Shield Inlay Tutorial

K R Johnson

Well-Known Member
#1
Here's the knife I'll be inlaying the federal shield into, these are the first elephant ivory scales I've put on a slipjoint so there's no room for error. The template is hardened 1095 and because the hole is water jet cut, the sides are tapered. The smaller side needs to be on top, notice I've marked it so I get it right.


My first step is to figure out where I want the shield so I mark it on the knife. If the scales have a rough texture I add a piece of masking tape to draw on.


The shield has a tab on it from the water jet cutter which must be removed. I use an abrasive wheel on my Dremel.



In order to eliminate any gaps I go to some extra steps to make sure the shield and the template are a good fit. The shield is tapered too so I press it into the smaller side of the template, lay it down on my anvil and hammer the template down over the shield. I then check for gaps around the shield. If there are any gaps, I use a small fuller to push some material into the gaps to close them up.




Here you can see that the fullering has almost entirely closed the spaces.


Next I trim off any flash left from pressing the shield into the template and I'll have a snug fitting shield when it's installed.



I use a 1/32" HSS cutter in my Dremel to cut the pocket for the inlay, and an adapter that screws onto the Dremel to turn it into a small router.


I then clamp the knife frame and the template into my home-built fixture. (Boss has clamps for sale).



Here it's clamped in and ready to cut the pocket.


To be continued.
 
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cnccutter

Well-Known Member
#2
great job Keith. I love your idea of the squeeze clamp. seems like a nice stable way of holding the pattern in place.

Erik
 

K R Johnson

Well-Known Member
#4
Thanks guys, now it's time to remove some ivory to make a hole for the shield. Since the shield is .040" thick and I want it flush in this case, I place a couple of .040" spacers under the base of the Dremel router and adjust it so the tip of the cutter is touching on the centerline. I remove the spacers and at a medium speed I plunge the tip of the bit into the material and remove as much ivory s I can, concentrating mostly on going around the edges.



Here a lot of the most of the ivory is removed


Here it's all cleaned out




I now drill a #52 hole in the center of the pocket. One reason for the hole is to be able to push the shield out if it gets stuck during fitting, the other is I'll be pinning the shield on as well as gluing it.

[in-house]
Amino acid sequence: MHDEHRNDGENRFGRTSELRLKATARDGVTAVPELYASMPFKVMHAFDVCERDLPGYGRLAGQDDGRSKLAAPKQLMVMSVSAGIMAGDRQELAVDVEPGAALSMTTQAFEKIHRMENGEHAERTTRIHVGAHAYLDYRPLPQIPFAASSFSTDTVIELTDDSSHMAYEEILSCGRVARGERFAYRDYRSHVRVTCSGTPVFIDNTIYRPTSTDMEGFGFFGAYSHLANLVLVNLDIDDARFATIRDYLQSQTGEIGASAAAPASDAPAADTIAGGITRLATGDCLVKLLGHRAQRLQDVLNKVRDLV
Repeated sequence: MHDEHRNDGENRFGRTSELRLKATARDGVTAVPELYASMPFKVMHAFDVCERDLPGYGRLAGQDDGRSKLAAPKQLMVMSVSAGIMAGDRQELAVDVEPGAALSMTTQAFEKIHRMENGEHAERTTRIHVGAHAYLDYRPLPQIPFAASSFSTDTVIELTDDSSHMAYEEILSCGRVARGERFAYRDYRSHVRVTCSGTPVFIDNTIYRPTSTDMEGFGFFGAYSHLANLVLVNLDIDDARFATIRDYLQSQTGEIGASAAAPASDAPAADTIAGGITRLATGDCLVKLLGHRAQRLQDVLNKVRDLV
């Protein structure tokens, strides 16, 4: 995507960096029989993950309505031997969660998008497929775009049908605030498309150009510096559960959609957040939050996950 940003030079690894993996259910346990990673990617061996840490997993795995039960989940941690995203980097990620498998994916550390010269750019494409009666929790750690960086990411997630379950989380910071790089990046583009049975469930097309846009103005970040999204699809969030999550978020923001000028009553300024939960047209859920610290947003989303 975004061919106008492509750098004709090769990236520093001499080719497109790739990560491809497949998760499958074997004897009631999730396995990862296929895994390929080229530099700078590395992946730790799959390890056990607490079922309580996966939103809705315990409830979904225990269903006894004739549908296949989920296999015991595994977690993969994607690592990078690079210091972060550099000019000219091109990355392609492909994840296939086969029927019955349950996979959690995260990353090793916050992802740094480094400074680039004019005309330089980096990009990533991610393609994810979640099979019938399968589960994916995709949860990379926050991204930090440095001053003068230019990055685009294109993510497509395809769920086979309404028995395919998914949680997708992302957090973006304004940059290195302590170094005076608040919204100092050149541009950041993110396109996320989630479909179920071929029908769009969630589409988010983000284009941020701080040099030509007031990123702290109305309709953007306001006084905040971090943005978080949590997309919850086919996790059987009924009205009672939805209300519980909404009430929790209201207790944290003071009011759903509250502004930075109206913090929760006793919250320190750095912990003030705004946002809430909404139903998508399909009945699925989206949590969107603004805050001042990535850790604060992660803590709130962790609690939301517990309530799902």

Here it's partially in place, it's starting to look like a good fit. I scrape the edges of the pocket or file a little off the shield where needed until I get a snug but not too tight fit. If it's too tight nay eventually cause the ivory to crack as it changes over time.


All the way inlaid and I'm satisfied with the fit.


It's now glued in, (I use Loctite 330), it's contoured and I've drilled the #52 hole through the shield


Next I chamfer the hole in the shield and the liner and pin the shield in place. I use this 10 degree tapered reamer from MSC.


And here are both sides when the the pin is peened and ground off on the shield side.



I'll post pictures of the completed knife when I can. In the meantime, tell me if I need to clear up any details, I'll be happy to post more pictures or answer any questions.
 
#5
Fantastic Keith ! Thanks for the tip on that tapered reamer. I'll be picking one of those up next time I order something.

The sheild seems pretty do-able following your directions

Appreciate you taking the time to share :)

-Josh
 

K R Johnson

Well-Known Member
#12
Here are a couple photos of the completed knife. It's 3 1/4" Lanny's Clip with integral barlow bolsters. The blade and spring are CPM 154 CM. As I said above, the scales are pre-ban elephant ivory.

 

jeffsaul

Well-Known Member
#15
Keith,
Excellent explanation and terrific photos, that really bring life to what is seemingly a simple process, but in actuality is quite difficult.
One other comment concerns your need to use some hand cream or crack cream, works wonders on those "working hands"!
Jeff
 

K R Johnson

Well-Known Member
#16
I really liked this tutorial, thanks for posting! I also like your rough hands...the sign of a working man! Good job!
Keith,
Excellent explanation and terrific photos, that really bring life to what is seemingly a simple process, but in actuality is quite difficult.
One other comment concerns your need to use some hand cream or crack cream, works wonders on those "working hands"!
Jeff
Thanks guys.

That's what dry northern Minnesota winters does to my hands. I have tubes and jars of lotion sitting everywhere and almost every evening I superglue cracks shut. They'll quit cracking in about 5 months.:biggrin:
 
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